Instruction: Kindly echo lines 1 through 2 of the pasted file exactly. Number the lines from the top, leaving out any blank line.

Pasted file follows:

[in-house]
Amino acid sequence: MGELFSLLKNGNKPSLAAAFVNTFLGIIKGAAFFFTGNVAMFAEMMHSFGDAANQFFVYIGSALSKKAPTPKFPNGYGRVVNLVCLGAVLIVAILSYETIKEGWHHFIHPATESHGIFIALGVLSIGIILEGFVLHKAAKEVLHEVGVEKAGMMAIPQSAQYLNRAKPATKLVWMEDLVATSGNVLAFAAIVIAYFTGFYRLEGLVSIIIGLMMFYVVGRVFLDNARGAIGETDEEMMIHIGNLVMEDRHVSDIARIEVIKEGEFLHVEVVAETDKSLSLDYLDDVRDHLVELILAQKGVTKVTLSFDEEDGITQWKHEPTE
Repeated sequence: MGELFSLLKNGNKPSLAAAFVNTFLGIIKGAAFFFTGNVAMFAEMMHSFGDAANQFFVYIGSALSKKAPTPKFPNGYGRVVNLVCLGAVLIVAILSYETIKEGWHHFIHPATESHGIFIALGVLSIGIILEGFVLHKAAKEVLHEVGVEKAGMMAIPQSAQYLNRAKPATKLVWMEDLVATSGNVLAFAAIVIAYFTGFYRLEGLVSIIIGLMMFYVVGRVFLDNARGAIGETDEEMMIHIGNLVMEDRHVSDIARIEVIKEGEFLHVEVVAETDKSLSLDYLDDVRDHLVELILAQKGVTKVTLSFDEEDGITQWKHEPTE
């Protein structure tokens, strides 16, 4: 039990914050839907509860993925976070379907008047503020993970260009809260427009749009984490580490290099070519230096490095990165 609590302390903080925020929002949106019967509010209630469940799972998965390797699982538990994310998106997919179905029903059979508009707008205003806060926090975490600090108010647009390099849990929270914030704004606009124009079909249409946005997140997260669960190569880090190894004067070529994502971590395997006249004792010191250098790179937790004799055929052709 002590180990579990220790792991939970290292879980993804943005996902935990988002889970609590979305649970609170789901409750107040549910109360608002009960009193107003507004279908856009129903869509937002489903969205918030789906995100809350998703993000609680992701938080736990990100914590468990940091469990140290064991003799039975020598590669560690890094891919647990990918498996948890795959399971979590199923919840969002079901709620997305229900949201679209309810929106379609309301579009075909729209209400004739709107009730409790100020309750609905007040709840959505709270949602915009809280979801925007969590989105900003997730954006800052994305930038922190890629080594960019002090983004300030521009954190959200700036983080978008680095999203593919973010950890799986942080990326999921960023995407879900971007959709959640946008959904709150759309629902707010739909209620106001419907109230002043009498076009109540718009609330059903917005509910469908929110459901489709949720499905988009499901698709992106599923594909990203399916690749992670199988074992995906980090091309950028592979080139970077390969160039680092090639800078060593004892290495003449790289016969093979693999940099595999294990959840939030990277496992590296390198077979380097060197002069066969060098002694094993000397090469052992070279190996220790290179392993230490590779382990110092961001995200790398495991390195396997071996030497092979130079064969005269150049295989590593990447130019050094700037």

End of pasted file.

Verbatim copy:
[in-house]
Amino acid sequence: MGELFSLLKNGNKPSLAAAFVNTFLGIIKGAAFFFTGNVAMFAEMMHSFGDAANQFFVYIGSALSKKAPTPKFPNGYGRVVNLVCLGAVLIVAILSYETIKEGWHHFIHPATESHGIFIALGVLSIGIILEGFVLHKAAKEVLHEVGVEKAGMMAIPQSAQYLNRAKPATKLVWMEDLVATSGNVLAFAAIVIAYFTGFYRLEGLVSIIIGLMMFYVVGRVFLDNARGAIGETDEEMMIHIGNLVMEDRHVSDIARIEVIKEGEFLHVEVVAETDKSLSLDYLDDVRDHLVELILAQKGVTKVTLSFDEEDGITQWKHEPTE